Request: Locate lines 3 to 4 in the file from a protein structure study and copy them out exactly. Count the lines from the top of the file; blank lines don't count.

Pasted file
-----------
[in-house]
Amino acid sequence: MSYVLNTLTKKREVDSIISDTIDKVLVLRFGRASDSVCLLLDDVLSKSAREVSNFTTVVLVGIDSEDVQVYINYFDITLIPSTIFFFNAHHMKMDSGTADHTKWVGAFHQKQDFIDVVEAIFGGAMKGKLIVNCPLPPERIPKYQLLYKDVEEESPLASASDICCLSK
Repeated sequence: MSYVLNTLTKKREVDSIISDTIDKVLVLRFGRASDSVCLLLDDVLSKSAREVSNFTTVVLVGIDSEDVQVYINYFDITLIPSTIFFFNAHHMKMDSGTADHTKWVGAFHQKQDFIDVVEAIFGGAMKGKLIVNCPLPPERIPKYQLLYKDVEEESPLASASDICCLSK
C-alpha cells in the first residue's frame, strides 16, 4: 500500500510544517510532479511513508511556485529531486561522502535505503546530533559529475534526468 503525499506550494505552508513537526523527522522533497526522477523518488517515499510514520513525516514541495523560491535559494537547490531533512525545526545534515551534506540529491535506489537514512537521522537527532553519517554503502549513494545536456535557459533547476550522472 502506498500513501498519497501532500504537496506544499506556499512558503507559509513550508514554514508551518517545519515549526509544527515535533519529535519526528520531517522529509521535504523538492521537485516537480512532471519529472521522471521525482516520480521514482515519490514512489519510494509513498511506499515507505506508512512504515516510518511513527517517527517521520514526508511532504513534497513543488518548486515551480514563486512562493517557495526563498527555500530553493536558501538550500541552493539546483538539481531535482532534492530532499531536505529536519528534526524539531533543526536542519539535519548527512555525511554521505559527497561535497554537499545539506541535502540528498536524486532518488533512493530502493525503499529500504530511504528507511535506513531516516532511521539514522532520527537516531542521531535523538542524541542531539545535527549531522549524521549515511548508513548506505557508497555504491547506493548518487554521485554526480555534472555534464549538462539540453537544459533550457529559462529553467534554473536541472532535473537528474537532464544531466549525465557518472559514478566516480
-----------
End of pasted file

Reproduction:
Repeated sequence: MSYVLNTLTKKREVDSIISDTIDKVLVLRFGRASDSVCLLLDDVLSKSAREVSNFTTVVLVGIDSEDVQVYINYFDITLIPSTIFFFNAHHMKMDSGTADHTKWVGAFHQKQDFIDVVEAIFGGAMKGKLIVNCPLPPERIPKYQLLYKDVEEESPLASASDICCLSK
C-alpha cells in the first residue's frame, strides 16, 4: 500500500510544517510532479511513508511556485529531486561522502535505503546530533559529475534526468 503525499506550494505552508513537526523527522522533497526522477523518488517515499510514520513525516514541495523560491535559494537547490531533512525545526545534515551534506540529491535506489537514512537521522537527532553519517554503502549513494545536456535557459533547476550522472 502506498500513501498519497501532500504537496506544499506556499512558503507559509513550508514554514508551518517545519515549526509544527515535533519529535519526528520531517522529509521535504523538492521537485516537480512532471519529472521522471521525482516520480521514482515519490514512489519510494509513498511506499515507505506508512512504515516510518511513527517517527517521520514526508511532504513534497513543488518548486515551480514563486512562493517557495526563498527555500530553493536558501538550500541552493539546483538539481531535482532534492530532499531536505529536519528534526524539531533543526536542519539535519548527512555525511554521505559527497561535497554537499545539506541535502540528498536524486532518488533512493530502493525503499529500504530511504528507511535506513531516516532511521539514522532520527537516531542521531535523538542524541542531539545535527549531522549524521549515511548508513548506505557508497555504491547506493548518487554521485554526480555534472555534464549538462539540453537544459533550457529559462529553467534554473536541472532535473537528474537532464544531466549525465557518472559514478566516480